Let's take a look at what reviewers are saying about Schoolboy Q's third album.
Schoolboy Q's long-awaited third studio album Oxymoron has been released this week and as fans all over the world are loading up their mp3 players and stereos to get acquainted with the hip hop star's latest work, we've had a snoop around all the reviews.
Recorded over at least a year, the undisputedly gangsta rap record has been a while in the making since 2012's independent release Habits & Contradictions and is seemingly richer for it. Schoolboy's cynical view of life in apparent in the album as "Cold cynicism comprises 99 percent of Q's worldview, and he's going to do his best to synthesize that gloom into barking anthems," says Billboard, who gave Oxymoron an impressive rating of 82.
"But," Billboard adds, "that one percent of romance still exists within Quincy Hanley's heart, and he wisely makes room for it on "Oxymoron."" Schoolboy's young daughter Joy features several times on the album, and also appears on the cover art of the standard release album. The shot of Schoolboy wearing a balaclava adorns the deluxe edition.
Describing the album as a "hazy and nocturnal self-examination," the Boston Globe notes the mixture of "both the grittiest elements of LA ("Hoover Street") and the smoothed-out soundscape ("Man of the Year")." The Globe appreciates the low-key feel of the album, saying "This isn't a blockbuster - no Drake cameo, no Dr. Dre co-sign - but that's the beauty of it" whilst discussing the differing career trajectories of Q and his label-mate Kendrick Lamar, the rapper who features on third track 'Collard Greens.'
Billboard describes the collab track as "truly addictive," adding "The bisyllabic screech drives the thudding beat forward, and the technique is even more effective when Q returns after his pal Kendrick Lamar pops up to playfully spit bilingual game."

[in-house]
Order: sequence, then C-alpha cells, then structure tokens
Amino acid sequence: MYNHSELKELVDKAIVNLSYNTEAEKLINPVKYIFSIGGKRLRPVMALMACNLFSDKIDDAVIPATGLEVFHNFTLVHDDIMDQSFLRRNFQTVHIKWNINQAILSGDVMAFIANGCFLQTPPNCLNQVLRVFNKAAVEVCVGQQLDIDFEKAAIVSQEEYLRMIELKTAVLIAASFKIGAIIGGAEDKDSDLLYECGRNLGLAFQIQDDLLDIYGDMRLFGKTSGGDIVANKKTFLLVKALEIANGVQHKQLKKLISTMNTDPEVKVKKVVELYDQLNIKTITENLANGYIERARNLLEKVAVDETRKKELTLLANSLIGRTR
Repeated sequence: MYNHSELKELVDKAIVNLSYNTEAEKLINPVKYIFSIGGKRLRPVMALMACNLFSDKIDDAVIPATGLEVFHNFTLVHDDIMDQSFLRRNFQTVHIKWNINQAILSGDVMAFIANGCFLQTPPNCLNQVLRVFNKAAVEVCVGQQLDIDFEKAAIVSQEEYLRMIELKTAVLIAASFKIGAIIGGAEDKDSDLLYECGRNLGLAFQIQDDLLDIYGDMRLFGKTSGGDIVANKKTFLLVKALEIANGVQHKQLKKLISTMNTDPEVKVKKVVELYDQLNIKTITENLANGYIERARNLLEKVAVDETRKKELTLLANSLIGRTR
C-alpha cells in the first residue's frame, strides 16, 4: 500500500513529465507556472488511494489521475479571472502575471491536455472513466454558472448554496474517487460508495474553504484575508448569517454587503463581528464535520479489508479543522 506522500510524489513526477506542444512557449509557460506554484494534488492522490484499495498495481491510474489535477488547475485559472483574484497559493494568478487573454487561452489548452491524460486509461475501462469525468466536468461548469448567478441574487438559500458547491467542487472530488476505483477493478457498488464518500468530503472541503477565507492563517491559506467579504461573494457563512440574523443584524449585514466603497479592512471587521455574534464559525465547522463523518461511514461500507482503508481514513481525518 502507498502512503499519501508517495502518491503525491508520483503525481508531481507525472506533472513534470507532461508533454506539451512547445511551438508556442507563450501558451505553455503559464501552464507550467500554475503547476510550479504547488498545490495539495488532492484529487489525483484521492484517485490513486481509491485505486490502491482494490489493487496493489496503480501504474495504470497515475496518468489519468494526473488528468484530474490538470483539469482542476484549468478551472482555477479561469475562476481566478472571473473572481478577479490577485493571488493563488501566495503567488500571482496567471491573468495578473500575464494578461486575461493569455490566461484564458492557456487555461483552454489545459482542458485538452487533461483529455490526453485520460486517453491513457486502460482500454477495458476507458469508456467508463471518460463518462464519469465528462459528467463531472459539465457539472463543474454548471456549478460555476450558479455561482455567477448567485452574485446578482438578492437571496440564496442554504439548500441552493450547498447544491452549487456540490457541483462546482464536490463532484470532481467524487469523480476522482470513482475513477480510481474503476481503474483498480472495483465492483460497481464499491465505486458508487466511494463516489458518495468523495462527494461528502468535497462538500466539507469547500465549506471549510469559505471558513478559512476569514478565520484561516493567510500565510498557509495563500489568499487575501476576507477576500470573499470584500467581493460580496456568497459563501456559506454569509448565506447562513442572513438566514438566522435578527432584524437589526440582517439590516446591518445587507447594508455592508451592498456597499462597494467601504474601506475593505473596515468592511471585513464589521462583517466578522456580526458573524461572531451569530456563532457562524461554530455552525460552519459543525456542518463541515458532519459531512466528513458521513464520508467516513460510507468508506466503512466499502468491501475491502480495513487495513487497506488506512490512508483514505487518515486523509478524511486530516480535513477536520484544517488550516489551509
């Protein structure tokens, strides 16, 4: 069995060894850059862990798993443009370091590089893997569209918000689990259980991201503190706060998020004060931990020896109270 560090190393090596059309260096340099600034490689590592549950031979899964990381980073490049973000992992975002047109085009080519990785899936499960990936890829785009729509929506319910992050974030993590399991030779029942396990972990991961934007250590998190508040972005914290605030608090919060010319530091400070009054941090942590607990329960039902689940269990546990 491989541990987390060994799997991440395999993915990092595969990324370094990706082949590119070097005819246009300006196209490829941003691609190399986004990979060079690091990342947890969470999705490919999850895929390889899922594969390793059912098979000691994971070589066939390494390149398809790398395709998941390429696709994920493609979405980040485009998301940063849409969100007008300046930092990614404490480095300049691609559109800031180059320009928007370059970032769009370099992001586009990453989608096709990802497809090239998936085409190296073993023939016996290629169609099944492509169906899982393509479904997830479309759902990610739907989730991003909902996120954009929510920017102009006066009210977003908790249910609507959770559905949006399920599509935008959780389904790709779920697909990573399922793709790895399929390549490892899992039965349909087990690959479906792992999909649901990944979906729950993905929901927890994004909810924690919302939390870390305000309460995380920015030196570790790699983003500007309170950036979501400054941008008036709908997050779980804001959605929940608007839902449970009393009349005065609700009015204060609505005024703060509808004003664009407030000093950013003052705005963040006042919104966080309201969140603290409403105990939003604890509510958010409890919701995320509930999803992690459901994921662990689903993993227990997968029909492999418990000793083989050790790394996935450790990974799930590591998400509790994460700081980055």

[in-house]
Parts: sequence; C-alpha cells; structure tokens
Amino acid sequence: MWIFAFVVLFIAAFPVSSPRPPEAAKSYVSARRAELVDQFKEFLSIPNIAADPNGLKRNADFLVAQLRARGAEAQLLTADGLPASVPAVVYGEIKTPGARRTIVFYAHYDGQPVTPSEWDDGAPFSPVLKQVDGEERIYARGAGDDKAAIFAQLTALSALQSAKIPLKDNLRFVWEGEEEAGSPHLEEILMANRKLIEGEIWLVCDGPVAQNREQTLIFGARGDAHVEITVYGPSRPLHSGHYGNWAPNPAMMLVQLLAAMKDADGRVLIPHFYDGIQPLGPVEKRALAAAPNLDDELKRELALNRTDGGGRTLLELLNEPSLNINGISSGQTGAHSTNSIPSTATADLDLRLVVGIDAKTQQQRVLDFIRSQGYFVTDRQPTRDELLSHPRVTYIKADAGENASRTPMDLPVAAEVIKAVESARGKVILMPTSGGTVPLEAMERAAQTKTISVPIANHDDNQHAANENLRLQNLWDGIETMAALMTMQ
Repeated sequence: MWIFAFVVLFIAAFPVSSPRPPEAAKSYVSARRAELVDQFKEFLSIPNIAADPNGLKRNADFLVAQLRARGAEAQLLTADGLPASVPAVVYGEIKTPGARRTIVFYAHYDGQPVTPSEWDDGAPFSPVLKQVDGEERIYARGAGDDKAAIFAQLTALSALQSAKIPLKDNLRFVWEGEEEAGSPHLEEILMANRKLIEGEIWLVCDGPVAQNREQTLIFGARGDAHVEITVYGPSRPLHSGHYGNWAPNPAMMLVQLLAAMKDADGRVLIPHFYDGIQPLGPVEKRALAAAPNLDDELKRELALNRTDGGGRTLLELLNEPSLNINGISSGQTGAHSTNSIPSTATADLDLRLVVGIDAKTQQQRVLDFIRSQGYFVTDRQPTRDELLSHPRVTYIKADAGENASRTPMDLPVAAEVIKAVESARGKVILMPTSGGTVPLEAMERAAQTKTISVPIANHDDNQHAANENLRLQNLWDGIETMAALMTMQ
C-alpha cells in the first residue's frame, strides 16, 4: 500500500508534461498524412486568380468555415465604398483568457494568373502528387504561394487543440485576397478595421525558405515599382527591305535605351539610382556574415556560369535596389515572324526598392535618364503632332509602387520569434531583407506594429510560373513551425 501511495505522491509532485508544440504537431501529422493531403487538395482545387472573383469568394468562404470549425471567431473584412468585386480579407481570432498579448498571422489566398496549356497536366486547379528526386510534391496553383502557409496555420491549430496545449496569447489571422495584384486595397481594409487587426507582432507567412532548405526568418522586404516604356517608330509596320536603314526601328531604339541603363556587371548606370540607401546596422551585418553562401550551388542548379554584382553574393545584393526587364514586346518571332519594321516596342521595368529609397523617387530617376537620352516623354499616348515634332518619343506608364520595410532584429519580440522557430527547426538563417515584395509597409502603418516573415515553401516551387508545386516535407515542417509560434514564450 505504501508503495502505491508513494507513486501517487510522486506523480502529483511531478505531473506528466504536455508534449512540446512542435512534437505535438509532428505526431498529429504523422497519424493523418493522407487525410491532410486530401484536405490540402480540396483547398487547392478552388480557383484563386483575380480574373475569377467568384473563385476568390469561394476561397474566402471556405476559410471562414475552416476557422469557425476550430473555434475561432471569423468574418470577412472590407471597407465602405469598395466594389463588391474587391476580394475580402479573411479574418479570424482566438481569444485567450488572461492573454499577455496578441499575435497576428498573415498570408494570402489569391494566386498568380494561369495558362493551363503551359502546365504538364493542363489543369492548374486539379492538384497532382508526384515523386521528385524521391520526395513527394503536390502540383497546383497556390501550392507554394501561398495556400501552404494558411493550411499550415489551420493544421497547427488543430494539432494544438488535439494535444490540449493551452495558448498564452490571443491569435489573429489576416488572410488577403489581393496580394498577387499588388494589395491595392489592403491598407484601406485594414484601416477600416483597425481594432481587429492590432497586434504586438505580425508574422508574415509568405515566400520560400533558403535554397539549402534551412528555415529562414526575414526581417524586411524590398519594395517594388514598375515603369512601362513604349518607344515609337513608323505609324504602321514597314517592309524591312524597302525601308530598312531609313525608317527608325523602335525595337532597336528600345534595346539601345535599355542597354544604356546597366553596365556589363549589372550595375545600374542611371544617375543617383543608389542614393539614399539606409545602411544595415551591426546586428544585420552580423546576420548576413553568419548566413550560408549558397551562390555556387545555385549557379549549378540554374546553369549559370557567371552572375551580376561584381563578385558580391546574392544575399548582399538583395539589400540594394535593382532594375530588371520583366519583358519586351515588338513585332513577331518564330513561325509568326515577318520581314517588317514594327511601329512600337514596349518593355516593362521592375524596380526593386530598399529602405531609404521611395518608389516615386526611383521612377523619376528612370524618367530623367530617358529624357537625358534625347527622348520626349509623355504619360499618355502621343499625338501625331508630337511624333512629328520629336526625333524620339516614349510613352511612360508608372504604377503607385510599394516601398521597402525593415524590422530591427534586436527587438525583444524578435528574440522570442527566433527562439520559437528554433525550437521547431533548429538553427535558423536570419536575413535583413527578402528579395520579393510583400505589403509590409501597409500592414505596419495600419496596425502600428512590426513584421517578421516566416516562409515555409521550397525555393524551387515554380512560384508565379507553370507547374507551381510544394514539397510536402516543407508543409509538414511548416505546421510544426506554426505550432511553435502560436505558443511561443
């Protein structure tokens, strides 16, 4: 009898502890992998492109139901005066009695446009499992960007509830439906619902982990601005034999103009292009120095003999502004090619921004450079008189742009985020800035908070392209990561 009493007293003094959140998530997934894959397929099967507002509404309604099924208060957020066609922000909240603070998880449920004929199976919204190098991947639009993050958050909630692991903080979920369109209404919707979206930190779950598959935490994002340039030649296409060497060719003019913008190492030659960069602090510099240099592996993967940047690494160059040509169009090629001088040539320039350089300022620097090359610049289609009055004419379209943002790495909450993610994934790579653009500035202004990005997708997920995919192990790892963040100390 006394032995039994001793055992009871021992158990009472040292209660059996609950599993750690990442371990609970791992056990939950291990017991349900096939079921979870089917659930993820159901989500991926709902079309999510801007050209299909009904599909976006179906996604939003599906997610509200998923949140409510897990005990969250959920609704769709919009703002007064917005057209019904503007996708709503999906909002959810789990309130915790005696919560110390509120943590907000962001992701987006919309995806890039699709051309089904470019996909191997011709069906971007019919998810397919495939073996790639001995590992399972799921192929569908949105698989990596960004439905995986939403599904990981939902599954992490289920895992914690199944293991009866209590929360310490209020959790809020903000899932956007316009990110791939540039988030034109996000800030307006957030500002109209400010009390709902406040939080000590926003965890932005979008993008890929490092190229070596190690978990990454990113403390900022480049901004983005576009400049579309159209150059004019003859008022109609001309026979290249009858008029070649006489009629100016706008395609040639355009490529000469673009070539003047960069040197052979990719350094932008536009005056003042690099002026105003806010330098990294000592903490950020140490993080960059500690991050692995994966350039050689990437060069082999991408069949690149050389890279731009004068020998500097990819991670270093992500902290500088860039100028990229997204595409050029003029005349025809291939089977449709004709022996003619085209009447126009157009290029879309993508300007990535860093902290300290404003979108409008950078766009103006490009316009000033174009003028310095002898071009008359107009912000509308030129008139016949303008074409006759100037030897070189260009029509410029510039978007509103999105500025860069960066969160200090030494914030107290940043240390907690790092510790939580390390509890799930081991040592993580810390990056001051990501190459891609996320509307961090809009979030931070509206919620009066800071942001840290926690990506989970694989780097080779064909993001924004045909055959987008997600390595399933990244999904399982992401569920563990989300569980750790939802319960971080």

"With tough-as-nails beats (via Pharrell, Tyler the Creator and more) and boundless energy, Q's major-label debut positions him as the hardened triggerman in Kendrick Lamar's Black Hippy crew," says Rolling Stone, remarking that by shouting "gangsta gangsta gangsta!" at the beginning of the album," Q quite literally takes NWA's 'Gangsta Gangsta' one further.
There is a palpable darkness to the album, best expressed on 'Prescription,' the track that addresses Q's depression and noticing babywipes in the purse of a prostitute as he plays a pimp in 'Grooveline Pt. 2.' "Schoolboy complements Lamar's narrative distance with evocative, unflinching first-person dispatches from the front lines," praises RS.
After Kendrick Lamar broke with Good Kid, M.A.A.d City in 2012, there was an intimidating floodlight of expectation cast upon his label compatriot. Luckily, it seems like Q hasn't let all the attention get to his head, releasing a complex album of darkness and gangsta living, rich with good vibes for future releases.
Schoolboy Q's Oxymoron is out now on Top Dawg/Interscope.